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.Africa is the officially designated top-level domain (TLD) for the African and Pan African communities and users wherever they reside. It is a sponsored generic top-level-domain (gTLD) operated by the ZA Central Registry. .Africa is open to individuals, businesses and organizations around the world. .Africa domains are intended to showcase their brand and commitment to the African continent, establishing a home for Africa-specific products and services, expanding a brand’s regional influence and acquiring online real-estate.

.africa
DotAfrica logo.png
Introduced2017[1]
TLD typeGeneric top-level domain
StatusActive
RegistryZA Central Registry
Intended useAfrican and Pan African Constituency, African Union
Actual useGeneral Availability 1 July 2017
Registration restrictionsNone specified yet
StructureRegistrations at second level (ie. domain.africa)
DocumentsICANN Registry Agreement
DNSSECYes
Registry WebsitedotAfrica Registry

The .Africa domain became available to the general public on 4 July 2017.[2]

Contents

StatusEdit

The .Africa gTLD has been delegated to the ZA Central Registry.[1]

Legal disputeEdit

The .Africa application that was submitted by DotConnectAfrica Trust is the subject of an unresolved disagreement with ICANN (DCA Trust v. ICANN) following an Independent Review Panel (IRP) Process that was invoked by DCA Trust under ICANN’s accountability mechanism in October 2013. The IRP was administrated by the International Center for Dispute Resolution (ICDR) of the American Arbitration Association (AAA) New York, US.

DCA Trust had passed all the new gTLD applicant evaluation criteria, but before the Initial Evaluation (IE) result was issued, a Governmental Advisory Committee GAC Objection Advice that had been issued in Beijing in April 2013 was later accepted by the ICANN Board in early June 2013 which caused the ICANN Board to instruct ICANN staff that DCA Trust’s .Africa new gTLD application will not be approved. This had caused the non-completion of the evaluation of DCA Trust’s application; which then led DCA Trust to challenge the ICANN Board decision through a series of accountability mechanism.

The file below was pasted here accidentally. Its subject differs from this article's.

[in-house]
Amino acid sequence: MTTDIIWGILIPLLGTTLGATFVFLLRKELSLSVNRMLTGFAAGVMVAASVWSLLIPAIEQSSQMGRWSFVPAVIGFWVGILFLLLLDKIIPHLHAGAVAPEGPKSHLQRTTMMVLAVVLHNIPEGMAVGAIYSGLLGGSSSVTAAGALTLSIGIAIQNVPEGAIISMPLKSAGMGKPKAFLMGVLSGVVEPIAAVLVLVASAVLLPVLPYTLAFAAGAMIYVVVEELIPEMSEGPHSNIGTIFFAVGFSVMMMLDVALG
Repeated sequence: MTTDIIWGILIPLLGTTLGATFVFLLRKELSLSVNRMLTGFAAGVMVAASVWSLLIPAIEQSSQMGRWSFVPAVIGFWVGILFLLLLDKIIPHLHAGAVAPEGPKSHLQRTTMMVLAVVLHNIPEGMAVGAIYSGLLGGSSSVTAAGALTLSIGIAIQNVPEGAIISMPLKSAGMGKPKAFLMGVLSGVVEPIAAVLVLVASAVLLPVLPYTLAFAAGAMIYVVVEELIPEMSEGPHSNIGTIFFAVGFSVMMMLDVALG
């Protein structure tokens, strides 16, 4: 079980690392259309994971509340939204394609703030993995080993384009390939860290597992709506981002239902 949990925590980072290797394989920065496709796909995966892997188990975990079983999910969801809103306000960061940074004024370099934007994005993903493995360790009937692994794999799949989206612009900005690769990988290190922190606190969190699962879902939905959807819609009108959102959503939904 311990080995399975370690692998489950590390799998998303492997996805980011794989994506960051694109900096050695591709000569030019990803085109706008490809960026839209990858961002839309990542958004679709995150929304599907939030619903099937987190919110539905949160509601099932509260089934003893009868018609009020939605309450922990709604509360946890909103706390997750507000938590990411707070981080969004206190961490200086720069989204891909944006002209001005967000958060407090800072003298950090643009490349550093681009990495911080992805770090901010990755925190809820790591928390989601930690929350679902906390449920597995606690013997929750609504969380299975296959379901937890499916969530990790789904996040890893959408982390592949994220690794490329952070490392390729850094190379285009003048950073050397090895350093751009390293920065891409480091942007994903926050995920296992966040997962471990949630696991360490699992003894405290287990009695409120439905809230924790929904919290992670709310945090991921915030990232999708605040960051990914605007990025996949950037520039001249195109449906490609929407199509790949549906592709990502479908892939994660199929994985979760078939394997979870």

DCA Trust prevailed in the Independent Review Process against ICANN when the Panel of jurists ruled on 9 July 2015, that ICANN violated its Bylaws and Articles of Incorporation; and therefore declared "that both the actions and inactions of the Board with respect to the application of DCA Trust relating to the .AFRICA gTLD were inconsistent with the Articles of Incorporation and Bylaws of ICANN".

As a result of the IRP declaration, the ICANN Board resolved on July 16, 2015, to reinstate DCA’s application back to the new gTLD Process to complete initial evaluation. The IRP ruling also ordered ICANN to continue to refrain from delegating the .AFRICA gTLD to ZACR.

On January 20, 2016 took ICANN to the US Court regarding the way ICANN processed the IRP which declared DCA Trust the prevailing party in July 2015. The United States District Court, Central District of California in a ruling granted DCA Trust an Interim Relief for DotConnectAfrica and ordered ICANN to hold the delegation the .AFRICA top-level domain (TLD) to ZA Central Registry (ZACR). The same court also granted a Preliminary Injunction for DotConnectAfrica on April 12, 2016.

ICANN and ZACR both contested the ruling, the court dismissed ZACR from the case leading to the filing of an interlocutory appeal that will be heard on September 19, 2016.[needs update]

The court had set the scheduling for the final jury trial for the .Africa case on February 28, 2017.[needs update]

ReferencesEdit

  1. ^ a b "Africa Gets Its Own Web Address with Launch of .africa". BBC. 10 March 2017.
  2. ^ Writer, Staff. ".africa gTLD now open to general public - ITWeb Africa". www.itwebafrica.com. Retrieved 2017-07-07.

External linksEdit